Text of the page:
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Liberatore poised to move quickly up system

@JonathanMayo
March 25, 2019

PORT CHARLOTTE, Fla. -- When Cardinals third-base prospect Nolan Gorman homered in a big league Spring Training game on March 16, no one was more excited than Rays left-handed pitching prospect Matthew Liberatore. Liberatore, the Rays’ first-round pick last June and their No. 5 prospect per MLB Pipeline, knows all

PORT CHARLOTTE, Fla. -- When Cardinals third-base prospect Nolan Gorman homered in a big league Spring Training game on March 16, no one was more excited than Rays left-handed pitching prospect Matthew Liberatore.

Liberatore, the Rays’ first-round pick last June and their No. 5 prospect per MLB Pipeline, knows all about Gorman’s power. The pair grew up together in Arizona and were both top high school talents from the state in the 2018 Draft class. Liberatore went No. 16 overall; his friend went three spots later. So the big lefty was ecstatic when Gorman went deep in Grapefruit League action.

Rays prospects at Spring Training | Rays' Top 30 | Spring Training stats

“We talk pretty much every day, even if it’s not actually texting, we have our Snapchat streak, we know what each of us is doing every day,” Liberatore said. “The day he hit the home run, I was just blowing him up. That was pretty surreal. It doesn’t feel real that my best friend I’ve known since I was 5 years old is playing in professional baseball, hitting against Max Scherzer and hitting home runs off of big league guys.”

Gorman may have put his name on the big league map first, but both Arizona products have the chance to be impact players in the Majors. Liberatore, who is every bit the 6-foot-5 he is listed at, is going through the paces during his first Spring Training, preparing for his first full season of pro ball armed with the stuff and pitchabilty not typically seen from prep pitchers.

“I know I’m going to throw a lot more innings this year than I ever have before, so I came into Spring Training a little bit heavier knowing that probably during the season I was going to lose some of that weight,” said Liberatore, who threw 32 2/3 solid innings during his pro debut. “We came up with some routines I can go through for mobility, stability, flexibility, all that kind of stuff to keep me healthy and keep my body feeling good and athletic, keep me going for a full season.”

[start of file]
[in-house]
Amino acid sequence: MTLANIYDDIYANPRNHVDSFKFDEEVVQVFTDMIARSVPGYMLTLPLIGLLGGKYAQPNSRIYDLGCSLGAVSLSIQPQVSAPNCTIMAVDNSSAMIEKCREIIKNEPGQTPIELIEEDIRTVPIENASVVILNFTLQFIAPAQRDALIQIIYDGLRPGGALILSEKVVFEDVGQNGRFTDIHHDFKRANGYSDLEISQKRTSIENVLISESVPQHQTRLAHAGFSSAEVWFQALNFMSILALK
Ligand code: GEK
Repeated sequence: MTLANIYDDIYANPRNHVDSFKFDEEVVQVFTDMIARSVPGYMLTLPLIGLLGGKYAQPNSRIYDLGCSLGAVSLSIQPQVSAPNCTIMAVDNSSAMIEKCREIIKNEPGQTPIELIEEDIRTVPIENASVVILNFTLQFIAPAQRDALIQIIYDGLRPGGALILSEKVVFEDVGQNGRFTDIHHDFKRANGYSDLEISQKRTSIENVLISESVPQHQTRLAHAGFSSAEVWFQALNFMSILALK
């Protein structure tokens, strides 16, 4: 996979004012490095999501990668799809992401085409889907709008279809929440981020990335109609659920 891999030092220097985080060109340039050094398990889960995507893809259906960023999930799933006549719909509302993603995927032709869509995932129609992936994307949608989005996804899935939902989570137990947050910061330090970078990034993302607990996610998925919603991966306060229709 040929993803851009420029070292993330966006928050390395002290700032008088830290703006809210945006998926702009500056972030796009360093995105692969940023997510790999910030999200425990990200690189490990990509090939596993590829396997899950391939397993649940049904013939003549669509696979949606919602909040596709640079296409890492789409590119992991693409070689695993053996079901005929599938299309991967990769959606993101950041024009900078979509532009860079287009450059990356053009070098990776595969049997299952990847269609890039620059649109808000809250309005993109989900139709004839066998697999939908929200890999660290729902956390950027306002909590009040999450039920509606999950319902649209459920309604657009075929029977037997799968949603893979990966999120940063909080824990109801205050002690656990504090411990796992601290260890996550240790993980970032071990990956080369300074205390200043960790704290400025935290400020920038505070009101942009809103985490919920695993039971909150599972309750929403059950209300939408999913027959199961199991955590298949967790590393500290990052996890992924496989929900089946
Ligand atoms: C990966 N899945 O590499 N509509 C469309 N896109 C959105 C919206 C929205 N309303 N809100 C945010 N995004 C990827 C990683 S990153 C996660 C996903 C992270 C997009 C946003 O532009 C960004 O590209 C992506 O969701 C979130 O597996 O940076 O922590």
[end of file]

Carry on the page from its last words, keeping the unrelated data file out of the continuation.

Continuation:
After combining for around 100 innings between his high school season and his pro debut, Liberatore guesses he’ll get to around 115 innings if all goes well this year, knowing Tampa Bay will be conservative with his usage. It seems likely he’ll start the year in extended spring camp in Port Charlotte, before eventually being sent out, with full-season Class A Bowling Green seeming to be his likely first stop.

While the Rays may be cautious with Liberatore in his first full season, it's easy to see the lefty being a prospect who moves up quickly. With four above-average-to-plus pitches to go along with above-average command, Liberatore almost profiles like an advanced college lefty, and that could propel him up the ladder fairly quickly. A quick learner, he already has taken lessons from his relatively brief debut with him into this year.

“It wasn’t so much stuff or competitiveness or so much on the field,” Liberatore said. “The biggest thing I noticed is I needed to develop a routine. In high school, that wasn’t so much the case. Coming out here and coming out to the field every single day and we have our things we go through, all the travel and bus rides that we didn’t have in high school, it builds up. You need to have your flexibility and mobility routines, your morning prep, your pregame routine, even getting into a sleep schedule where you’re getting to bed early and you wake up feeling rested and energized and ready to go. Kind of finding that routine was probably the biggest adjustment for me.”

And if pitching doesn’t work out, Liberatore can always team up with his buddy Gorman for some carnival tricks. During the offseason, a video tweeted out by the duo created some buzz:

“He came over for dinner one night and we were just messing around,” Liberatore said. “We had a squishy ball, a little foam ball I’ve had for years sitting upstairs. We both came up with the idea, ‘Why don’t you try to spin around and catch it and I’m going to throw it as hard as I can.’ That video of him spinning was actually the second try. I threw the first one, it hit off his hand. I threw the second one and he caught it. It kind of came out of nowhere.”

Jonathan Mayo is a reporter for MLBPipeline.com. Follow him on Twitter @JonathanMayo and Facebook, and listen to him on the weekly Pipeline Podcast.